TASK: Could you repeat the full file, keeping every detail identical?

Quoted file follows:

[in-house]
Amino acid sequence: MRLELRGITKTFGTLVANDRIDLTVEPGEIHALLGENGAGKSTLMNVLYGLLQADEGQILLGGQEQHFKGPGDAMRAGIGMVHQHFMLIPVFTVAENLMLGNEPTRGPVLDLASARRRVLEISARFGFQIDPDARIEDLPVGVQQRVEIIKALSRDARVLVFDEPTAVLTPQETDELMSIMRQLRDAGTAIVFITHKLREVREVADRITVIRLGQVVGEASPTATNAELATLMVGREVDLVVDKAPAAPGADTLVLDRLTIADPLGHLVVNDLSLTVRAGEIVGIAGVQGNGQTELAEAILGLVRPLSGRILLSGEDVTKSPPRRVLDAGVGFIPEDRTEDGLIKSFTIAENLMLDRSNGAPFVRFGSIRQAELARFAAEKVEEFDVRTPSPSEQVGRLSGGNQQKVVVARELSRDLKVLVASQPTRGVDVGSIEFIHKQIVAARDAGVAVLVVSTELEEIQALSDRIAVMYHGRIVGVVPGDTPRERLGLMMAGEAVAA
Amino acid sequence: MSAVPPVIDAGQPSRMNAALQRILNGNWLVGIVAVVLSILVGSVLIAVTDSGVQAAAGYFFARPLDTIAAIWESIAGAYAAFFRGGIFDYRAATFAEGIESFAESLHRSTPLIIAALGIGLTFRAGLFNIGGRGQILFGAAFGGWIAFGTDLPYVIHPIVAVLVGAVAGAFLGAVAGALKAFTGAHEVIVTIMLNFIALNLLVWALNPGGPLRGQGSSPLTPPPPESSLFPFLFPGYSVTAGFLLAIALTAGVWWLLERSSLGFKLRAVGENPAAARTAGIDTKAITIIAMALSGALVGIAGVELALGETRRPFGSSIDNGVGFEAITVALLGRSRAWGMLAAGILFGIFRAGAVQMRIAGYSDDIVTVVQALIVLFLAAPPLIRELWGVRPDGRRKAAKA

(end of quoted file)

[in-house]
Amino acid sequence: MRLELRGITKTFGTLVANDRIDLTVEPGEIHALLGENGAGKSTLMNVLYGLLQADEGQILLGGQEQHFKGPGDAMRAGIGMVHQHFMLIPVFTVAENLMLGNEPTRGPVLDLASARRRVLEISARFGFQIDPDARIEDLPVGVQQRVEIIKALSRDARVLVFDEPTAVLTPQETDELMSIMRQLRDAGTAIVFITHKLREVREVADRITVIRLGQVVGEASPTATNAELATLMVGREVDLVVDKAPAAPGADTLVLDRLTIADPLGHLVVNDLSLTVRAGEIVGIAGVQGNGQTELAEAILGLVRPLSGRILLSGEDVTKSPPRRVLDAGVGFIPEDRTEDGLIKSFTIAENLMLDRSNGAPFVRFGSIRQAELARFAAEKVEEFDVRTPSPSEQVGRLSGGNQQKVVVARELSRDLKVLVASQPTRGVDVGSIEFIHKQIVAARDAGVAVLVVSTELEEIQALSDRIAVMYHGRIVGVVPGDTPRERLGLMMAGEAVAA
Amino acid sequence: MSAVPPVIDAGQPSRMNAALQRILNGNWLVGIVAVVLSILVGSVLIAVTDSGVQAAAGYFFARPLDTIAAIWESIAGAYAAFFRGGIFDYRAATFAEGIESFAESLHRSTPLIIAALGIGLTFRAGLFNIGGRGQILFGAAFGGWIAFGTDLPYVIHPIVAVLVGAVAGAFLGAVAGALKAFTGAHEVIVTIMLNFIALNLLVWALNPGGPLRGQGSSPLTPPPPESSLFPFLFPGYSVTAGFLLAIALTAGVWWLLERSSLGFKLRAVGENPAAARTAGIDTKAITIIAMALSGALVGIAGVELALGETRRPFGSSIDNGVGFEAITVALLGRSRAWGMLAAGILFGIFRAGAVQMRIAGYSDDIVTVVQALIVLFLAAPPLIRELWGVRPDGRRKAAKA